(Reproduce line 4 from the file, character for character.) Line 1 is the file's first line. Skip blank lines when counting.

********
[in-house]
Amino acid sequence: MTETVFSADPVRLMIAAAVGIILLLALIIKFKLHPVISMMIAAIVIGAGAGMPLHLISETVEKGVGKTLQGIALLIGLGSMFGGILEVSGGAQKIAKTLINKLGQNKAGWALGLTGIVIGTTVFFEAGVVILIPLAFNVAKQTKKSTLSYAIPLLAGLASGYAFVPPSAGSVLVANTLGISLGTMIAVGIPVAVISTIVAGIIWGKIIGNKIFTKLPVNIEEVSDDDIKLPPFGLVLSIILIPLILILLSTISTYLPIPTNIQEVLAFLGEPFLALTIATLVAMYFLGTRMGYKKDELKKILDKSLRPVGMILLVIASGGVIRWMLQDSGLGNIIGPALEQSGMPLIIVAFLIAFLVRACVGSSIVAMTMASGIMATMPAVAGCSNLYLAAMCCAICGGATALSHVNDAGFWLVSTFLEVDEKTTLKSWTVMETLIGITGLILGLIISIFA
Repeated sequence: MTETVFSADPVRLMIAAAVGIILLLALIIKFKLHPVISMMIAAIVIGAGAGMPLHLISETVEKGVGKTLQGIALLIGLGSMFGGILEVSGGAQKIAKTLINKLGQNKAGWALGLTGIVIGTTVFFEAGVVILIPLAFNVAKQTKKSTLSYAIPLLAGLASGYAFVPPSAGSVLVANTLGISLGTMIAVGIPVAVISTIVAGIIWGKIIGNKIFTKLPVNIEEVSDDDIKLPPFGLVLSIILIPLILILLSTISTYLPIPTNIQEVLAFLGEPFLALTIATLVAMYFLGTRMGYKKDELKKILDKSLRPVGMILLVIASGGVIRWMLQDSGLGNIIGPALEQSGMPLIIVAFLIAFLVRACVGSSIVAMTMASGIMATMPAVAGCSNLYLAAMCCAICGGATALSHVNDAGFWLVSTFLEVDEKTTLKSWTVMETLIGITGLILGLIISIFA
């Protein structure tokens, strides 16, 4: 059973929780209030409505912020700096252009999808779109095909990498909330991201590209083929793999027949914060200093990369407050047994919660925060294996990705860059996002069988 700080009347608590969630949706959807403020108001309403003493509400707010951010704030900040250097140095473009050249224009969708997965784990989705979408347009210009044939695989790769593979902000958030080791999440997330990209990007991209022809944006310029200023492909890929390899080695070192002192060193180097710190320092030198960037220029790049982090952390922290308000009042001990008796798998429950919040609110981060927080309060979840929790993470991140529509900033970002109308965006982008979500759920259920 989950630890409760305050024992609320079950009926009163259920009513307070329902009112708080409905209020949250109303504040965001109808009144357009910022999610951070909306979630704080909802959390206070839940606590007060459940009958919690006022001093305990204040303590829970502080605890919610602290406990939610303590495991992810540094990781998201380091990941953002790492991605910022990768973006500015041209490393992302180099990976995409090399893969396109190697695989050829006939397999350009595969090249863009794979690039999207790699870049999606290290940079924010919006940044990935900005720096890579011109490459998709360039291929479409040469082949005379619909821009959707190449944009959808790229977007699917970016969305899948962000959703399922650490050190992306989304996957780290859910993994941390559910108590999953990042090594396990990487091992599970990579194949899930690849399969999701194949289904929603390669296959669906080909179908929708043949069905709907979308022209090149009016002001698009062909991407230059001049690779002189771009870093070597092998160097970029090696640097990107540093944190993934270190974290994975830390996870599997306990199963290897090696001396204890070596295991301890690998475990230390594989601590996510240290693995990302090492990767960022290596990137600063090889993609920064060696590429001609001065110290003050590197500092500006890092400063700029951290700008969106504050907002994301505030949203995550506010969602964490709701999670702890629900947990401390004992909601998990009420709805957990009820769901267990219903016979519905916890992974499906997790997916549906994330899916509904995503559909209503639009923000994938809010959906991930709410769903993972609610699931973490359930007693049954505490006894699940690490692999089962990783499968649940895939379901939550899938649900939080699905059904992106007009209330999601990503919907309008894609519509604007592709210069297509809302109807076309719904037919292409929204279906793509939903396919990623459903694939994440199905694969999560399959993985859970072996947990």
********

């Protein structure tokens, strides 16, 4: 059973929780209030409505912020700096252009999808779109095909990498909330991201590209083929793999027949914060200093990369407050047994919660925060294996990705860059996002069988 700080009347608590969630949706959807403020108001309403003493509400707010951010704030900040250097140095473009050249224009969708997965784990989705979408347009210009044939695989790769593979902000958030080791999440997330990209990007991209022809944006310029200023492909890929390899080695070192002192060193180097710190320092030198960037220029790049982090952390922290308000009042001990008796798998429950919040609110981060927080309060979840929790993470991140529509900033970002109308965006982008979500759920259920 989950630890409760305050024992609320079950009926009163259920009513307070329902009112708080409905209020949250109303504040965001109808009144357009910022999610951070909306979630704080909802959390206070839940606590007060459940009958919690006022001093305990204040303590829970502080605890919610602290406990939610303590495991992810540094990781998201380091990941953002790492991605910022990768973006500015041209490393992302180099990976995409090399893969396109190697695989050829006939397999350009595969090249863009794979690039999207790699870049999606290290940079924010919006940044990935900005720096890579011109490459998709360039291929479409040469082949005379619909821009959707190449944009959808790229977007699917970016969305899948962000959703399922650490050190992306989304996957780290859910993994941390559910108590999953990042090594396990990487091992599970990579194949899930690849399969999701194949289904929603390669296959669906080909179908929708043949069905709907979308022209090149009016002001698009062909991407230059001049690779002189771009870093070597092998160097970029090696640097990107540093944190993934270190974290994975830390996870599997306990199963290897090696001396204890070596295991301890690998475990230390594989601590996510240290693995990302090492990767960022290596990137600063090889993609920064060696590429001609001065110290003050590197500092500006890092400063700029951290700008969106504050907002994301505030949203995550506010969602964490709701999670702890629900947990401390004992909601998990009420709805957990009820769901267990219903016979519905916890992974499906997790997916549906994330899916509904995503559909209503639009923000994938809010959906991930709410769903993972609610699931973490359930007693049954505490006894699940690490692999089962990783499968649940895939379901939550899938649900939080699905059904992106007009209330999601990503919907309008894609519509604007592709210069297509809302109807076309719904037919292409929204279906793509939903396919990623459903694939994440199905694969999560399959993985859970072996947990």